First Generation Conservationist
story by Jaime Tankersley
As the asphalt road turns to caliche and bends through San Saba County, the scenic view is enough for any traveler to spend more time applying the brake rather than accelerating. Ponds healing from the 2011 drought, grass slowly returning to the pastures, and rain in the forecast causes the driver to roll the windows down and enjoy not so much the destination, but the journey.
Based on her story, I can safely say that was the same journey Pat Maples took when she and her husband made a ranch outside of San Saba, Texas their home in 1993.
“My husband use to travel to central Texas to hunt, and when the time was right we left Plano and retired to the first place we stepped foot on,” Maples recalled.
With advice from a neighbor and an open mind, the Maples’ purchased Angus cattle and looked at leasing the land for wildlife hunting. The same hunter has been on the ranch for 17 years and does much more than just show up with camouflage and ammunition.
When the daylight hours do not lend themselves to hunting, the hunting lessee stacks the hand cut brush on 28 acres at the back of the ranch which is utilized as wildlife protection and a safe-haven for grass seeds to germinate.
“In 2011, we had to sell most of the cattle due to the drought, and I knew I had to do something because that part of the ranch was not grazable,” Maples said.
She had seen work completed on neighboring ranches and new that the land would benefit from some form of brush management, but Maples was unsure of her first land stewardship move and wanted to guarantee is was in the right direction.
That is when she first met USDA-Natural Resources Conservation Service (NRCS) Rangeland Management Specialist, Mitchell Schroeder.
“Mitchell and the NRCS have always answered my questions and explained all of my available options,” Maples notes.
“If I needed to meet him person to person to explain my issues he was always available and very knowledgeable.”
Even though her husband passed away in 2003, Pat still continues the ranch management herself. After being approved as a Historically Underserved producer, an Environmental Quality Incentives Program (EQIP) contract was established to clear the invasive brush and a conservation plan was built that fit Maples scheme of operation.
“The terrain is rocky and the work was going to be tough, so it took a little time for her to find a contractor that would commit to the job,” Schroeder said.
Once contractor Orion Huron was selected, he and his crew started what was going to take several months to complete under the conditions at hand.
Maples could not be happier with the results. As green grass can be clearly seen across the hill side, the steep slope is also home to what her deer hunter says is the best quail hunting around.
Maples is part of the Buffalo Knob Wildlife Association that targets ranches of 250 acres or less and provides suggestions on how to manage that acreage for the maximum benefit to the wildlife under the guidance of Texas Parks and Wildlife Department.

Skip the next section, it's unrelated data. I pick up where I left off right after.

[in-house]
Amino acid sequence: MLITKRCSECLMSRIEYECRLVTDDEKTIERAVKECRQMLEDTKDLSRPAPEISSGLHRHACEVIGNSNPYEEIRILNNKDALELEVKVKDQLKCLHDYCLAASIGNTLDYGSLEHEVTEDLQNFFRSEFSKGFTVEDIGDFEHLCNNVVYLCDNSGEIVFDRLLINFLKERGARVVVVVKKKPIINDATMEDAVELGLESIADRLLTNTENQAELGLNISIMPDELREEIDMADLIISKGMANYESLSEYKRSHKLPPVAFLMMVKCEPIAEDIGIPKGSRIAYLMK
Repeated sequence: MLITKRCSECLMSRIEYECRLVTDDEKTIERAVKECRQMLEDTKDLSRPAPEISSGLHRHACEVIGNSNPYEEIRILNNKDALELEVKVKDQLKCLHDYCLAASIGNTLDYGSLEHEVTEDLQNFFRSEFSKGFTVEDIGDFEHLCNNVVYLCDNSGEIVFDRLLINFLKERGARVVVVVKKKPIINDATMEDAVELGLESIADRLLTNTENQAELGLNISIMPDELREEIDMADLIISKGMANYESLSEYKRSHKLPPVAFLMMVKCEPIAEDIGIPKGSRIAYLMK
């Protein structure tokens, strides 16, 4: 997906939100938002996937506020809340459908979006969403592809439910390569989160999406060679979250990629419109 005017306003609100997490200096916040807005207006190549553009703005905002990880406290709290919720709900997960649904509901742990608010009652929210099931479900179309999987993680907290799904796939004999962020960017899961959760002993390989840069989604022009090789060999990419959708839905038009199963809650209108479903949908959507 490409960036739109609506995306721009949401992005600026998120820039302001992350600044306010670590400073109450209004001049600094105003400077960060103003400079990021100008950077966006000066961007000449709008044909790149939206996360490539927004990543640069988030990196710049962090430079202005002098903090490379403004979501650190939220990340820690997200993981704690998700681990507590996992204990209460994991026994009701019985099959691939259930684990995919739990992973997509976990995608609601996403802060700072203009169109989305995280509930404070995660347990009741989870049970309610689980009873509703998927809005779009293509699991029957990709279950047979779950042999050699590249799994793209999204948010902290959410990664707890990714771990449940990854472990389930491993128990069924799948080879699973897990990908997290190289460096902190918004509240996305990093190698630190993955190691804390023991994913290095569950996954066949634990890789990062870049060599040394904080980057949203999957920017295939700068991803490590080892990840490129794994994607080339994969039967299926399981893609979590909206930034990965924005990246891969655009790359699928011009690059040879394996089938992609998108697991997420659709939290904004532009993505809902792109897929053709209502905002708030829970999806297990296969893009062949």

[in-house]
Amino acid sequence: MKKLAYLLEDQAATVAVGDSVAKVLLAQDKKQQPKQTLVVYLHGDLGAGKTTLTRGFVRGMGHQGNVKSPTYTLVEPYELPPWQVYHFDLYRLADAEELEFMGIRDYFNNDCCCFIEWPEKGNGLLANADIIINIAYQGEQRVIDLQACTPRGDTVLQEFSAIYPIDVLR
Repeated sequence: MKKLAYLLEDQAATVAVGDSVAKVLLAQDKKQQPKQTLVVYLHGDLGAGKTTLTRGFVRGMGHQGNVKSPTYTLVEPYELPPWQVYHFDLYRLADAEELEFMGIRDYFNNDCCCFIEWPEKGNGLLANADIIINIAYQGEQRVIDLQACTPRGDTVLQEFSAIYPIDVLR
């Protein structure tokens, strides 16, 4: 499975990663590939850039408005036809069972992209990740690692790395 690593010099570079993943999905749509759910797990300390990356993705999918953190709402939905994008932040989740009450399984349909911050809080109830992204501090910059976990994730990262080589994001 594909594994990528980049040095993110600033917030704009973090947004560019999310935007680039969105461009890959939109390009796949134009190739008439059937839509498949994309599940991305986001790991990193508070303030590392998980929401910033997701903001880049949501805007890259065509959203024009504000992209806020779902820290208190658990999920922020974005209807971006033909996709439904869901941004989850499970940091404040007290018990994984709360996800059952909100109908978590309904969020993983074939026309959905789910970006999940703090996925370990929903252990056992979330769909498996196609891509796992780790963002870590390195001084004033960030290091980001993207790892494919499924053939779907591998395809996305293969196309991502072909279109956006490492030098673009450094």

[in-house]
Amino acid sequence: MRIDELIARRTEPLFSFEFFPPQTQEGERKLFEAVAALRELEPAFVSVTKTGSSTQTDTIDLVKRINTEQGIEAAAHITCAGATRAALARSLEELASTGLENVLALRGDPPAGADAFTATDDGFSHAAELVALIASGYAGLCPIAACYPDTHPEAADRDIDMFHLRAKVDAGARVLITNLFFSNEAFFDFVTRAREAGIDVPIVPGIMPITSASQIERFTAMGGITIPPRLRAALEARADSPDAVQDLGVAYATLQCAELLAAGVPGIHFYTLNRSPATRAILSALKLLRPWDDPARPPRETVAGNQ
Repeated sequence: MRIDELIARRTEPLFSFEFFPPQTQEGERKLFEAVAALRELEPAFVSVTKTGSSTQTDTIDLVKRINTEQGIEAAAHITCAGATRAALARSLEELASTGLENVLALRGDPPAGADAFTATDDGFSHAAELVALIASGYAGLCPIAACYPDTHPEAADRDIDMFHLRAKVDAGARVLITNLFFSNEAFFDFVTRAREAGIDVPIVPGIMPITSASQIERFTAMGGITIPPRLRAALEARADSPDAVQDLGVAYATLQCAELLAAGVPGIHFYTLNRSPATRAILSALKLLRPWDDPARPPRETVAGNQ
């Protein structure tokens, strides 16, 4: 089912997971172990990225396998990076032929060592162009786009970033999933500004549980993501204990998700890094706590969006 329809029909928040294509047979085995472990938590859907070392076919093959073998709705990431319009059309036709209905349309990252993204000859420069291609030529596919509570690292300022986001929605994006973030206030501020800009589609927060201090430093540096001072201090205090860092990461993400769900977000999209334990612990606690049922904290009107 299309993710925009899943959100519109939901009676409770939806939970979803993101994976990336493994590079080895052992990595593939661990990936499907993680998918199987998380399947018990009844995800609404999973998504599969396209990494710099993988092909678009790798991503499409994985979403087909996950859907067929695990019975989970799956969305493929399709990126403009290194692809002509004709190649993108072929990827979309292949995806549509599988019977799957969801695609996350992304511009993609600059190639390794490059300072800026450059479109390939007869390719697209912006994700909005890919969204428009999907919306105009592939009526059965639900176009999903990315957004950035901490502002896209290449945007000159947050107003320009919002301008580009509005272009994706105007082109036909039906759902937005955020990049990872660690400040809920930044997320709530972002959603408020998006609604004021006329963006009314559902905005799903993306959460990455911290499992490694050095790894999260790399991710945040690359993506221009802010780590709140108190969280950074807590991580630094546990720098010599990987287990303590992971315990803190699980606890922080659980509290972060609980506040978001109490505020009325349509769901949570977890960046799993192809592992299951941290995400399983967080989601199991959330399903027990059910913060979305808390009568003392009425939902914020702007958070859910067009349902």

Knowing that she has to play her part to see an improvement in the rangeland and wildlife population, Maples says she will continue to work with NRCS and work through the goals established in her conservation plan.
“My conservation plan is a tool that lets me see where I need to go and how I can get there in reference to my place,” Maples said, “I have plans to install a trough and pipeline in the future. I will rely on the technical assistance of the NRCS to help me make those calls.”
Her first job out of college was at a paper in Dallas, and in her 15 years she became attached to not only the people but what the paper brought to its audience.
“You have to remain active in life, which is why I started The Little Paper and use that weekly publication to bring a little entertainment and humor to the lives of our county’s residents,” Maples notes.
It is a true taste of a small Texas town journalism and a collaborative effort of Maples and her niece that provides movie and book reviews.
Over 550 copies are distributed to Llano, Lometa, San Saba, and as of recently she has established an audience in Farmington, New Mexico.
“It is my way of providing a service to my community,” Maples notes.
With the luxuries of a bigger city being 45 miles away, there are days that Maples finds herself not leaving the ranch, and she is perfectly content with her rustic home setting.
“I will be fine right where I am at, this is home, and I will take care of it,” Maples smiles.
Hand-cut juniper can be seen across the hill side on Pat Maples ranch near San Saba, Texas.
Natural Resources Conservation Service (NRCS) Rangeland Management Specialist, Mitchell Schroeder (left) helps landowner Pat Maples identify plants in an area recently treated for an invasive brush problem.
This structure, along with rock columns built up and down the county road adjacent to the ranch, are just some of the completed projects on the Maple ranch.
The rock pillars along the road were all hand-stacked by Pat Maples and her late husband, after purchasing the property in 1993.